On this historical moment, the artist invites the audience to converse with great personalities of the past and the present, most of which are interwoven with our collective unconscious. Visitors are asked to put their thoughts on a table made of wood and bronze: the empty seat is reserved for them and waiting for their participation.

The personalities are placed opposite each other at the table, thus communicating beyond the boundaries of space and time. Each chair has carefully placed objects on it, which are directly linked to every one of them: Shakespeare's masks and costume, pallet, and other painter’s tools for Picasso, piano keys and scores for Wolfgang Amadeus Mozart, etc. Beyond their symbolic use, they form the basis for the artwork placed behind each personality.

In the current semiotic environment, the symbols chosen by the artist reveal the role that all of them, intentionally or unintentionally, have played in the world’s stage, as Shakespeare says. This practice, i.e. the use of “talking symbols”' 3, is not unknown in art history.

Examples are found in Renaissance portrait painting, where the person depicted is accompanied by objects that symbolically reveal aspects of his/her character, but also in religious compositions, where saints are recognized by the instrument of their martyrdom. The expression of the same idea is also found in modern art: in Vincent van Gogh's unique diptych with his chair and Paul Gaugin’s chair, the temperaments of the two artists are revealed in the eyes of the viewer through the objects.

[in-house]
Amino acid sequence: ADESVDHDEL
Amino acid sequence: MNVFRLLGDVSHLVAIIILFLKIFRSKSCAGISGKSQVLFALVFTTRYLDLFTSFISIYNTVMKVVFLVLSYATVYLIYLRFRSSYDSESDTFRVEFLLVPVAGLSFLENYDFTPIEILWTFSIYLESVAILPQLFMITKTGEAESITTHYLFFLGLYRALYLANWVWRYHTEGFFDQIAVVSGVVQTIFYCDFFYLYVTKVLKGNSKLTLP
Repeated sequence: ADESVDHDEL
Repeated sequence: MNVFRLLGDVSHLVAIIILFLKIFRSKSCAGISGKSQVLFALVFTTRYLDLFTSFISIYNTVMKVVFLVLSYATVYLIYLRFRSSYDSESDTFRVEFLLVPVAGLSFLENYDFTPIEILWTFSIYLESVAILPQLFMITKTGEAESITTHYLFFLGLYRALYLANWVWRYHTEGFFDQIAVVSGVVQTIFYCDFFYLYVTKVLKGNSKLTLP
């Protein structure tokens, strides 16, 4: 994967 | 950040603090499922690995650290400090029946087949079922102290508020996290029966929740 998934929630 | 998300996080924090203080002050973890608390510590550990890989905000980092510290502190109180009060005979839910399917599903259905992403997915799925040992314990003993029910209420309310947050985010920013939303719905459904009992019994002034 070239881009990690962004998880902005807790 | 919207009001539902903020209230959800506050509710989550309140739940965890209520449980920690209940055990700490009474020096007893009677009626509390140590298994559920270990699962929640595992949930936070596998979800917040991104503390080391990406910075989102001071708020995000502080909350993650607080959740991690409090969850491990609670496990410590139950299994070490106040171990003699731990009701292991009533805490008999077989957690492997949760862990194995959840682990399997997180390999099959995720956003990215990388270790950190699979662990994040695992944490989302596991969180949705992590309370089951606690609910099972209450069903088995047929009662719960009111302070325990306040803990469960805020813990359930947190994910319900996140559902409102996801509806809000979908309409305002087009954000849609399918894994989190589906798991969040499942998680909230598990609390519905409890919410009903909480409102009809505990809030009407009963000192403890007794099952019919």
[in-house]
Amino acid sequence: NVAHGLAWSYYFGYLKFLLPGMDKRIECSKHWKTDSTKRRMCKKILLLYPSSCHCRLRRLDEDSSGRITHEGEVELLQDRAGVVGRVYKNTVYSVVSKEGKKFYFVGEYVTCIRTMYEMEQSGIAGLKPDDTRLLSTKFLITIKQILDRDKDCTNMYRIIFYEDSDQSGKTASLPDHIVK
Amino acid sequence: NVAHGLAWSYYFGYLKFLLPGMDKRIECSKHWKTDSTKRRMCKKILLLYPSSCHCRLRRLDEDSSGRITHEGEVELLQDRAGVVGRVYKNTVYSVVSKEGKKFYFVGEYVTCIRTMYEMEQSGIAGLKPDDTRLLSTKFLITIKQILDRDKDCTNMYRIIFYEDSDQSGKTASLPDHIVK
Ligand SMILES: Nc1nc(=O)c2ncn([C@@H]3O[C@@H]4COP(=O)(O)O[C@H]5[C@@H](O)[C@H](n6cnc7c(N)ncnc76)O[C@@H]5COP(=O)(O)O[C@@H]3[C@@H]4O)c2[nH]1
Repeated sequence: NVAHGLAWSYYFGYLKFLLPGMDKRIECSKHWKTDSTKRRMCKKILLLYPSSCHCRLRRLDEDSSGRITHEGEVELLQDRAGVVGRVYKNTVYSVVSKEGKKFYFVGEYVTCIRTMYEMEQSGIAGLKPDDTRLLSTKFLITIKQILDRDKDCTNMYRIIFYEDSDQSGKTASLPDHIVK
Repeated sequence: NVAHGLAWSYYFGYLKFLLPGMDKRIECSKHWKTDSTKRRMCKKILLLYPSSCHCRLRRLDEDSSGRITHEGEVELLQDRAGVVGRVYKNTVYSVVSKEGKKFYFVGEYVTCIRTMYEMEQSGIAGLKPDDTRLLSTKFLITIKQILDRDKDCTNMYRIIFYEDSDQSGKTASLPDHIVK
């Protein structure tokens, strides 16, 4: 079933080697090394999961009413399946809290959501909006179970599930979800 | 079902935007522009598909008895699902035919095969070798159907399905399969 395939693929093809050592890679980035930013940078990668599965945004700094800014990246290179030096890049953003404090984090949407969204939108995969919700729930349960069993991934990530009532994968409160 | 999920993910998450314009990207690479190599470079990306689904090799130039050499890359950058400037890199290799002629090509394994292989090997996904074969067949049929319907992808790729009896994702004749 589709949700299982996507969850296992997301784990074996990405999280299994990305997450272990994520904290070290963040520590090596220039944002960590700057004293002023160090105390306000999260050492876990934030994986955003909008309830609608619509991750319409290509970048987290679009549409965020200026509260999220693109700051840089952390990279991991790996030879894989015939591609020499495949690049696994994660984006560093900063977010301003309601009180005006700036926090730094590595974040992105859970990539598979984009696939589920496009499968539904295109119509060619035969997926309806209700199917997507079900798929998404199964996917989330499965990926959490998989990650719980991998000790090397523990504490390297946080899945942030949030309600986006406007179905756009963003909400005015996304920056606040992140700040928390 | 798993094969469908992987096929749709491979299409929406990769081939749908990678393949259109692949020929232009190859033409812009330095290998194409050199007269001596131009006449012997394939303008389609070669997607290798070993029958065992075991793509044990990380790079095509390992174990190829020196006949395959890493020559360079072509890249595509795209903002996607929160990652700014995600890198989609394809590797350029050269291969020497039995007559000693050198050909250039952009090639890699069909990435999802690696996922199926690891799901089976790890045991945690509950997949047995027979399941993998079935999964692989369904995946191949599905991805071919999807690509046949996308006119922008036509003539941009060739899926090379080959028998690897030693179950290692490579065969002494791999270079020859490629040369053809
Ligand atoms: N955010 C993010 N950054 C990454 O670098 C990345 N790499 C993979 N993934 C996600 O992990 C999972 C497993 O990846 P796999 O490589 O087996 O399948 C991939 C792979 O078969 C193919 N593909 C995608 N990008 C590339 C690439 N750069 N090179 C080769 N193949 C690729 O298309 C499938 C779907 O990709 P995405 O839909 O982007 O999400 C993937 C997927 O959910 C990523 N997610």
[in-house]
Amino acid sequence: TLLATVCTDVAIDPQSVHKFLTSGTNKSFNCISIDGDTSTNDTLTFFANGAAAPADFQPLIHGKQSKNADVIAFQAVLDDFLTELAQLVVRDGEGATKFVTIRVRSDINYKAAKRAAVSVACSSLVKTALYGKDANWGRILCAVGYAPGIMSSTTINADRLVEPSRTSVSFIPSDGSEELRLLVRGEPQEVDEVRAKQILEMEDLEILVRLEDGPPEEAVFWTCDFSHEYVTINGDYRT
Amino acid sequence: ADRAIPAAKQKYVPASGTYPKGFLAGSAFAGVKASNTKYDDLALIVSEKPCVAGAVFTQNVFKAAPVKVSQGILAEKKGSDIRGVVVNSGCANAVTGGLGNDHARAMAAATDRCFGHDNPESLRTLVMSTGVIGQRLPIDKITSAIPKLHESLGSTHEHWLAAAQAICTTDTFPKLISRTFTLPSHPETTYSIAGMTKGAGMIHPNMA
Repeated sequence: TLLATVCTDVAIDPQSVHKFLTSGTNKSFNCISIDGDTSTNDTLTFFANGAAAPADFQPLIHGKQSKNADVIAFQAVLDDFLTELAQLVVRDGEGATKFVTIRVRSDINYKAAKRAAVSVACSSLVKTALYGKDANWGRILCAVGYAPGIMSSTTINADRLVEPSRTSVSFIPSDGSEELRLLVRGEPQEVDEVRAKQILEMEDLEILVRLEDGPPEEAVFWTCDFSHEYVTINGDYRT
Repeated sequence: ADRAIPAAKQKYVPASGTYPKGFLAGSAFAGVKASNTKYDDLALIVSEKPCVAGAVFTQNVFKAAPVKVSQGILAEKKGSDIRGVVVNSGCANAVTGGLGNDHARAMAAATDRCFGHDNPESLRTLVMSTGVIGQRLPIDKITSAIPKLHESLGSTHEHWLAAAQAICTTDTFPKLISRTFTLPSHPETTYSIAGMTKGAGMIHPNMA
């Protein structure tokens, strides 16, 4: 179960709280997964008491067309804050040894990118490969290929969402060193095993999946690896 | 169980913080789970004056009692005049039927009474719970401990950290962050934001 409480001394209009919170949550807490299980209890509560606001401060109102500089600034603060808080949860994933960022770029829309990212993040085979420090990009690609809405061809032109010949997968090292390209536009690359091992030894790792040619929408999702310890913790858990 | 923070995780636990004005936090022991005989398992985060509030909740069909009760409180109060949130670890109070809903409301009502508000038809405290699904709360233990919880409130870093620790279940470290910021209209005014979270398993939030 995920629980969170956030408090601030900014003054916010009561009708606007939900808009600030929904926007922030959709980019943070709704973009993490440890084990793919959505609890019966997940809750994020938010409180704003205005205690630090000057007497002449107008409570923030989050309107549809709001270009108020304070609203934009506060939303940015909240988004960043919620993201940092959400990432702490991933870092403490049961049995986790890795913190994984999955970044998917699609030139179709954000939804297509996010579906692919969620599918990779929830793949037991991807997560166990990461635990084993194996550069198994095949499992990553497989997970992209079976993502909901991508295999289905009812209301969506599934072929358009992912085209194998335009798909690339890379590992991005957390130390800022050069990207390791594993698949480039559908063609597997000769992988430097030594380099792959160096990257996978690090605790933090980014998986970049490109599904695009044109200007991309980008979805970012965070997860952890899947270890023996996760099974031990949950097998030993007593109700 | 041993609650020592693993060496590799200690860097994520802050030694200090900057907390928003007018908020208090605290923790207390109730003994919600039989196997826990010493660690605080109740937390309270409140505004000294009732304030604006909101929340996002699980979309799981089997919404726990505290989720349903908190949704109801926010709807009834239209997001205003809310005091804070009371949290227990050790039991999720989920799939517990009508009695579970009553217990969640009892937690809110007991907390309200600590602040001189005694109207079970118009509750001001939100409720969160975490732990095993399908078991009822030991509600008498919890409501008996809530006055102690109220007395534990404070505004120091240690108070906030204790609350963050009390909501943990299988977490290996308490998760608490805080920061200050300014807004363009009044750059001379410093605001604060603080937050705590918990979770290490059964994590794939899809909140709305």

In the field of literature, such transformations are presented in the homonymous work by Ovid 4. The Latin poet recounts myths where common mortals turn into the eternal symbols of the gods, which follow them and characterize them. Here we learn about the story of Apollo and Daphne, as well as that of Artemis and Aktaion, in which the unfortunate hunter took the form of a deer -the same animal that later was sent by the goddess to save Iphigenia in "Iphigenia in Aulis”.

In his own "Metamorphoses", Kotsiréas transforms the essence of the historical figures and the objects that he has chosen into paintings and sculptural compositions, which are conceived as a whole with their initial source of inspiration. The work is directly related to the evolution of the artist's practice: in his most recent work, "Silent Nature & Juxtapositions", he presented paintings along with the objects that lead to them. Searching through his emotions, the artist selects those that awaken his memories and transforms them into the footprint that they have left in his personal history, as the art historian and former director of the Royal Academy of Fine Arts of The Hague, Dr. Chris Rehorst, have noticed.